Dealing with Daily Pressures

The sticky note was titled, “Mom’s Pressure.” The following items were listed on it: wrapping Toni and Nettie’s gifts, making Anna’s Christmas dress, John’s phonics, meeting topic, Mom’s Corner, Christmas letter, more Sarah school help time, Christmas gifts, clean fridge, work on baby book, spelling bee, Gram’s puzzle, work on Sarah’s Christmas dress. These were things that I was feeling pressure about; things that needed to be done or decisions that needed to be made.

When I expressed to Steve that I was overwhelmed with what all had to be done, he encouraged me to make a list of these things so we could sit down together and figure them out. Just making the list helped greatly because I was no longer trying to keep track of all of them in my mind. The mountain didn’t look quite so high when it was written on a little sticky note.

Before Steve and I sat down to talk about the list, I had already eliminated cleaning the fridge, allotted Saturday night to wrap the presents that needed to be in the mail, decided to use my daily sewing time to work on Anna’s Christmas dress, put “as time permits” beside John’s phonics, and “don’t worry about it” next to needing more Sarah school help time.

As Steve and I talked about the other items, we were able to make some decisions. We also agreed to pray about the ones that had no clear leading at that point. No longer was I carrying a burden of pressure.

As homeschooling moms, with the task of running our households and getting school done each day, we easily fall prey to being overwhelmed by what we have to accomplish in a normal day, not to mention when “extras” come along. When we allow our minds to dwell on these burdens, we become discouraged and lose the joy and delight in following the path God has called us to. Not only does this affect our hearts, but also our husbands’ and children’s.

Jesus says in Matthew 11:30, “For my yoke is easy, and my burden is light.” Could it be that when the yoke feels hard and the burden heavy, we are carrying a burden of responsibility that we have loaded on ourselves? Before I wrote down the list of what was pressure to me, I was feeling like I had to clean the refrigerator. When I evaluated my priorities, I realized I didn’t need to take on that project right before Christmas. It is now the middle of January, and I never did clean the refrigerator. It doesn’t look too bad! The spelling bee was Christopher’s project, not mine. I was involved in concern over it that I didn’t need to have.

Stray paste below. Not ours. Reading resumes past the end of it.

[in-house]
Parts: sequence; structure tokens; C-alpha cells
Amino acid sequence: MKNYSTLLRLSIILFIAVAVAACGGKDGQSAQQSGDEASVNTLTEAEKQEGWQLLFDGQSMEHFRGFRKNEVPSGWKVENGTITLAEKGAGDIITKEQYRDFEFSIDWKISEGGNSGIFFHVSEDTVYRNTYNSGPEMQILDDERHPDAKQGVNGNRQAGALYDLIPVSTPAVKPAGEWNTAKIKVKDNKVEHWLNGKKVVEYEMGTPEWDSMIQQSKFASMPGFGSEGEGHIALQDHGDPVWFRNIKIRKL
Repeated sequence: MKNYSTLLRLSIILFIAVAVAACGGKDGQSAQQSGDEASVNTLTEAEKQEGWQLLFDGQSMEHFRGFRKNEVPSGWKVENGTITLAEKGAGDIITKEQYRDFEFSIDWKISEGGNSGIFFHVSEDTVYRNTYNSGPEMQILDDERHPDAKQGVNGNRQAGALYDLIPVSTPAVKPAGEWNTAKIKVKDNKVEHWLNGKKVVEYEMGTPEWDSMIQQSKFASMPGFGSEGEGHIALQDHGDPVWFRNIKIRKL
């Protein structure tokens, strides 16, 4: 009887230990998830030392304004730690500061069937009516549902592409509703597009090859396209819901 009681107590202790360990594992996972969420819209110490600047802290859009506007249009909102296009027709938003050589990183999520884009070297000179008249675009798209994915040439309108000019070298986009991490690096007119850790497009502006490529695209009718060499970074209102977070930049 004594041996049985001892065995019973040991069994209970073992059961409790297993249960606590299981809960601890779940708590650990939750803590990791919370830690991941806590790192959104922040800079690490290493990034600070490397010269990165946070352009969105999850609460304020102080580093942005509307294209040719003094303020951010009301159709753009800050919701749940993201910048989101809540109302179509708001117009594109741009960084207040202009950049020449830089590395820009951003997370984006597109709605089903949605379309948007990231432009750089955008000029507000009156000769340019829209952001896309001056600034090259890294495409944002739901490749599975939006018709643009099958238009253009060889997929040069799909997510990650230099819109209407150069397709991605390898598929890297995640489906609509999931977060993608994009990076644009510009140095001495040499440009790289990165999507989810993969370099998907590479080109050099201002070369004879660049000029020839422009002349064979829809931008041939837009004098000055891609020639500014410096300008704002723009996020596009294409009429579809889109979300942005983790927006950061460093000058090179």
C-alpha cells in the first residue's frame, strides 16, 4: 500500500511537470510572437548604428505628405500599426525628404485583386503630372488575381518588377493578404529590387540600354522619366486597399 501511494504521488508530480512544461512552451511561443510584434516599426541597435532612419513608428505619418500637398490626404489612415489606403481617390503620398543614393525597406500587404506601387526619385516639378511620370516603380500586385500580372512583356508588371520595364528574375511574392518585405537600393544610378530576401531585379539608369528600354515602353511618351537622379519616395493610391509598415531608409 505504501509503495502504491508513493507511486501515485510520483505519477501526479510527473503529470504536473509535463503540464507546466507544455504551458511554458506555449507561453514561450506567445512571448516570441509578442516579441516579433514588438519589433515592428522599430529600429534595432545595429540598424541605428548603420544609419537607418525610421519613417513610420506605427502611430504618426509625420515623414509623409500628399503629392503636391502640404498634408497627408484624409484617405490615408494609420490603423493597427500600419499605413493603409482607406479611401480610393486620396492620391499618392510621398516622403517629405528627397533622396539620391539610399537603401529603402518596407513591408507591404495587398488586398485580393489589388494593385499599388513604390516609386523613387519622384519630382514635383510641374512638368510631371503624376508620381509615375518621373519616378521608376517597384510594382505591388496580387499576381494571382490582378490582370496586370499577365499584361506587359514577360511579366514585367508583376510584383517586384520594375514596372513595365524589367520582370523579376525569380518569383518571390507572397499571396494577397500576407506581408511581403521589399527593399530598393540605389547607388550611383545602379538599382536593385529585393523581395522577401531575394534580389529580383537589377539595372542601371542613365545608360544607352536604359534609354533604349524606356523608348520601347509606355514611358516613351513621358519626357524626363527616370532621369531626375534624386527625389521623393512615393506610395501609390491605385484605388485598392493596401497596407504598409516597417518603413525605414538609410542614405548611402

Sometimes the burdens are there because we allow ourselves to worry about a situation rather than taking it to the Lord in prayer right away. Worry, anxiety, and pressure should all be signals to us that in some way we are not responding to the situation properly. Without the Lord’s help, the hard places will easily become burdens. We want to learn to cast all our anxiety on Him. I have often heard Elisabeth Elliot, the popular Christian writer and speaker, say she will get down on her knees in prayer to give worries to the Lord and do that as often as the worries return.

I don’t want my focus to be on the things that I think I need to accomplish. Then my eyes are essentially on myself, my agenda. My family will fall victim to my frantic push to get everything done. My “list” may grow shorter, but is it worth it if I am irritable with my children, won’t sit down to talk with my husband, or skip quiet time with the Lord?

I pray that our daily pressures, that never ending “to do” list, will help us learn what it means to serve a Savior whose yoke is easy and burden is light. May we see those “to do’s” as our service to the Lord, not as burdens. May they turn our eyes to Jesus, not put us into despair. May the Lord teach us how to truly rest in Him.